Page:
Especially in the first act of Urban Scenes/Creole Dreams, Rousseve sets up scenes in which the sparks fly--visual, aural, emotional sparks--then quashes his own effects. When a nursery rhyme/rap section begins, with the dancers teasing Rousseve as he chants "I wish I had a nickel, I wish I had a dime," the stage seems to open up--there's a palpable air of excitement and promise, later realized by a riot of tomfoolery. But then Rousseve tells us he's going to rain on our parade, in a line that goes "Let's pretend it's all fine." And gives us a fractured nursery rhyme/sermon, complete with shaking finger, about black Lucy and her baby with AIDS.
Most disappointing is the way the last section of the first act deflates the fine section that precedes it. Rousseve sets up a scene in a train station that fully dramatizes what it means to be a black porter hauling whites' suitcases: the choir stands on three sides of the stage singing, in call-and-response style, "Johnny was a man / Johnny was a boy"; four dancers chug their arms; a white woman stands on her suitcase to address the tall black porter, who then crosses the stage with excruciating slowness, bowed under the burden of her suitcase. Rousseve creates an air of simultaneous jubilation and suffering that's little short of miraculous, and builds the scene to an effective climax. But to close the act he tells a story that "explains" the scene, complete with sentimental details about how his grandmother and her daughter dressed in their Sunday best to go to the station, how they "back-of-the-bused it" there to witness his grandfather's humiliation.
As a writer Rousseve is equally sensitive to detail and insensitive to how much we need. He's witty, imaginative, but facile. As a choreographer he's adept at poetic movement motifs. The introspective motion of hands pulled up the body and floated down only to be pulled up again, for instance, evokes the comforting repetitions of petting (remember the rat), praying, even cooking, perhaps rolling out dough. Fists and forearms shaken so violently they seem to vibrate, feet shuffling in tiny steps, recall trains and anger, saying good-bye and running away. Some of the motifs we understand only in retrospect, like the motions of the fingers that seem to pull something from the throat, explained at the end by the story of how the grandmother's beloved cousin Bobbie lost her soul. Rousseve also uses nonverbal utterances in a remarkably sensitive and creative way--the performers' squeaks and gasps, panting and high-pitched screams evoke both ecstasy and suffering. There's a lot of talent here, an intuitive sense of what works onstage. Now Rousseve needs to find his own vision--and tell his audience something more than what they came to hear.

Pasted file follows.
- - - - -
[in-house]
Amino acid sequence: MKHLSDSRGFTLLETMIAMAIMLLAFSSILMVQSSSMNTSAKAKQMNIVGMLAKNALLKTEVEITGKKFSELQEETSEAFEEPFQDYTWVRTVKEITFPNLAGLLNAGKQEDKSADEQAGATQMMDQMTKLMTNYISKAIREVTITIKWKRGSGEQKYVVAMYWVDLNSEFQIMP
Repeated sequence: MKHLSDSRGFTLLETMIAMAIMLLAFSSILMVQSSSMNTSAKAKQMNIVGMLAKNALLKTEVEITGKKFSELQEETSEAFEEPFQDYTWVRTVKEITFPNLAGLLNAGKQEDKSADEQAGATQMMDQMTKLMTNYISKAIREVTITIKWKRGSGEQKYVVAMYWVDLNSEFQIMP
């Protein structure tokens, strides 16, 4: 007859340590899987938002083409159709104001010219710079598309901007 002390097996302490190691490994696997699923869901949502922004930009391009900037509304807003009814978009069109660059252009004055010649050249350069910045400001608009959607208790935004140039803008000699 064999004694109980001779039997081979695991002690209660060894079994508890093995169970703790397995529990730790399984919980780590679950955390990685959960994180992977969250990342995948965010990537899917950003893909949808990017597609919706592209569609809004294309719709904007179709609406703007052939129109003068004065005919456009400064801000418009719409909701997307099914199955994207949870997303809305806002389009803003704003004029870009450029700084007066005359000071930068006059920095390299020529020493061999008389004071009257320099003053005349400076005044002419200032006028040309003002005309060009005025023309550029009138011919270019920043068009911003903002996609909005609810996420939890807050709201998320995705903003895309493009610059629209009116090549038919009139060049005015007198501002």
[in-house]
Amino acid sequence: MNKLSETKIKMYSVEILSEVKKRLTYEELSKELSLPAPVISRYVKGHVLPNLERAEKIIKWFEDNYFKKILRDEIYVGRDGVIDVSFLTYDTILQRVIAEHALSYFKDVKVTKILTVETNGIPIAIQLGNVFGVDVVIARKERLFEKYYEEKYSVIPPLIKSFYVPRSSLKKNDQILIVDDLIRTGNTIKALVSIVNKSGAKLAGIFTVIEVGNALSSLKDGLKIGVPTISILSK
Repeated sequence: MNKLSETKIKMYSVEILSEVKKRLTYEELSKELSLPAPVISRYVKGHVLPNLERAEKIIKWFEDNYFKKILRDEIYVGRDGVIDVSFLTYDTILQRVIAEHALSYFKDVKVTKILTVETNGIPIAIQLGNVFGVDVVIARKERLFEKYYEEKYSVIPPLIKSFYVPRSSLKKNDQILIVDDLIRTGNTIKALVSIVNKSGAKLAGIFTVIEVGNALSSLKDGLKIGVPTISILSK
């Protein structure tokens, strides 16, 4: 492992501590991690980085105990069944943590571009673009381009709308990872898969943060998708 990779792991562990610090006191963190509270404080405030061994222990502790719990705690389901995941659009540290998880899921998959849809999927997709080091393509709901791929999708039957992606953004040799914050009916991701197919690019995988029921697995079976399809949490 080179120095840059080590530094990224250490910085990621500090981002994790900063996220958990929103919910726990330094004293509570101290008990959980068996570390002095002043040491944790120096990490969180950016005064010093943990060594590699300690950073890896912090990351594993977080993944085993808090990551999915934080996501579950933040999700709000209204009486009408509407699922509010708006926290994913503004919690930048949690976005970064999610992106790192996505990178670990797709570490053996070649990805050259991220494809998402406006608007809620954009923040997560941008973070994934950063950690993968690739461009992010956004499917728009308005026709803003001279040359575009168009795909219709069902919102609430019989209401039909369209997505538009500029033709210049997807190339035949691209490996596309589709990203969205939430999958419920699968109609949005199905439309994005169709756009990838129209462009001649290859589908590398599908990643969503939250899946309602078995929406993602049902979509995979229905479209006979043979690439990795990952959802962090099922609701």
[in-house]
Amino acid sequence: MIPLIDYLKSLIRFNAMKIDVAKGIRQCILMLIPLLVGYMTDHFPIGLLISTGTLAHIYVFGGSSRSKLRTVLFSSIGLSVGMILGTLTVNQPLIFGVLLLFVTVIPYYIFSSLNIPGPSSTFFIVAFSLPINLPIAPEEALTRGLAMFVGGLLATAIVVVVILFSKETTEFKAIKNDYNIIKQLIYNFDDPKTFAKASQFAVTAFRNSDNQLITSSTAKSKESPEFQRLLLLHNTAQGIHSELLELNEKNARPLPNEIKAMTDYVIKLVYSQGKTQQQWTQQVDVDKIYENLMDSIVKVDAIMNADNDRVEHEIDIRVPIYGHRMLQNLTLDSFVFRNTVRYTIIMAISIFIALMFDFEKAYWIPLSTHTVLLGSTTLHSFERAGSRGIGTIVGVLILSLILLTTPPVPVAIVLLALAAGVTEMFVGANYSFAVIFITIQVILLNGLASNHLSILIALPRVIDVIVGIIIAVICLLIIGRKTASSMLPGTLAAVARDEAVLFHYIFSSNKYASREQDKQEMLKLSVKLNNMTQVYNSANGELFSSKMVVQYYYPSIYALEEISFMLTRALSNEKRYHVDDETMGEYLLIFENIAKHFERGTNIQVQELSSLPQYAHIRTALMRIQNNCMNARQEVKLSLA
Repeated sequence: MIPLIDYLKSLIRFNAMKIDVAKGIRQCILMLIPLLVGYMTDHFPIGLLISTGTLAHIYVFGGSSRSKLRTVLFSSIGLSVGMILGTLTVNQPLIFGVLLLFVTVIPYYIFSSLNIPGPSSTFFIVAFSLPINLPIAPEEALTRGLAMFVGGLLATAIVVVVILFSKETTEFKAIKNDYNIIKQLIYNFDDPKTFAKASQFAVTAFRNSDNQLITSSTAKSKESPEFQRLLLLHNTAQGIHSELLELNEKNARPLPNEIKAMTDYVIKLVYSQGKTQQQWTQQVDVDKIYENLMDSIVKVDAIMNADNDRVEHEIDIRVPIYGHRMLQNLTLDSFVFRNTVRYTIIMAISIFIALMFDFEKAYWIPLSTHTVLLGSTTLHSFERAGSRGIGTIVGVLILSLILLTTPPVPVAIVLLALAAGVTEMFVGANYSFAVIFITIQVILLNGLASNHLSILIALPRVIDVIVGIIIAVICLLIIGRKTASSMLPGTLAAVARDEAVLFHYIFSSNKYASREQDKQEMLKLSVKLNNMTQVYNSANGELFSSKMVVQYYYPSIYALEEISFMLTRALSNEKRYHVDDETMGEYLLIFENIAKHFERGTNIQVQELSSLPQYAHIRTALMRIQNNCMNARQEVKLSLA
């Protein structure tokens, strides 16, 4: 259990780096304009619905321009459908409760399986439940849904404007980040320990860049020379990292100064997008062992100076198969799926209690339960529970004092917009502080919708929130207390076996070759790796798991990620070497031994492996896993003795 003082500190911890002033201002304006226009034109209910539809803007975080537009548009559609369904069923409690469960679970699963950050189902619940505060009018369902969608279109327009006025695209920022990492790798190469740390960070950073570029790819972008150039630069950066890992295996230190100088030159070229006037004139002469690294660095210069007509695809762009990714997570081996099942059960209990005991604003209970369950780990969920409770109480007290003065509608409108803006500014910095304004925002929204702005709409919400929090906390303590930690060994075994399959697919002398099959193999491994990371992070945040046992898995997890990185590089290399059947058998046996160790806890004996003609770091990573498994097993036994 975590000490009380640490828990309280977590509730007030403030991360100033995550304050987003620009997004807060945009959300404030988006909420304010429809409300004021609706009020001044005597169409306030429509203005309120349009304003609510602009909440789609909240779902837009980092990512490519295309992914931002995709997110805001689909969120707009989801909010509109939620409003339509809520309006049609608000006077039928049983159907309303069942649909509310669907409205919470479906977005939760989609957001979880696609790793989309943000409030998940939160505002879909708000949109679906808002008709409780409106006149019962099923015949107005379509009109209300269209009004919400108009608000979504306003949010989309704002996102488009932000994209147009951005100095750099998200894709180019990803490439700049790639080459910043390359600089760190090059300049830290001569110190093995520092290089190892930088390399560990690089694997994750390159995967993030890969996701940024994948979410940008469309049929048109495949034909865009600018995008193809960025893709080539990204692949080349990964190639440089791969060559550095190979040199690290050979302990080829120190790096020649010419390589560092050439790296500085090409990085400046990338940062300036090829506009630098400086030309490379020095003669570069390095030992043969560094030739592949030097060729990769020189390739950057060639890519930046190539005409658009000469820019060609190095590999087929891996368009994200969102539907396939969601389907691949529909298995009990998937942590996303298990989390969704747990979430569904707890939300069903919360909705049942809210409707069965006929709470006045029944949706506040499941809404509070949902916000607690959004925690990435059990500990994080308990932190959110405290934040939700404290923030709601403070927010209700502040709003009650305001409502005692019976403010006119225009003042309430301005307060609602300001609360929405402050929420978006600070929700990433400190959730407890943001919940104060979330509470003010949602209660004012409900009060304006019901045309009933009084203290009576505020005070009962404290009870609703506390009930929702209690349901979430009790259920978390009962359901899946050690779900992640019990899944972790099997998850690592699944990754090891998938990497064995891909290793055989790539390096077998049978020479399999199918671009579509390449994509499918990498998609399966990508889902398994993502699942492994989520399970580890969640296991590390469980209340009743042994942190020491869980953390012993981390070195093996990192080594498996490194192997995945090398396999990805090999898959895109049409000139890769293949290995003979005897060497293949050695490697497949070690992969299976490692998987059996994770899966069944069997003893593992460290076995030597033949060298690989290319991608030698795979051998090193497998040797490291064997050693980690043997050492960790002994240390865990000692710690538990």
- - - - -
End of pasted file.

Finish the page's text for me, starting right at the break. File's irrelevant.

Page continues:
Near the end Rousseve tells another stand-up story, about his first day of integrated school in Texas, how terrified he was. It's very funny, and very pointed in its observations about how fear creates hypocrisy. Rousseve closes the segment by revealing the lie he told his teacher, which she eagerly accepted. At that point, he says, he knew he'd hate this new world he'd entered--he was too good at it. And indeed he is too good at it. People in this country are confused and fearful about racial issues; they want answers, or at least reassurance that they have an enlightened attitude. That's a situation ripe for manipulation and hypocrisy, even if it's unconscious. And despite its air of passionate effort, despite its laudable aspirations, despite the many times it hits the mark, Urban Scenes/Creole Dreams manipulates us. Too often it also punishes us, not in the covert manner of great art, drawing us in to suffering, but overtly, brandishing a stick.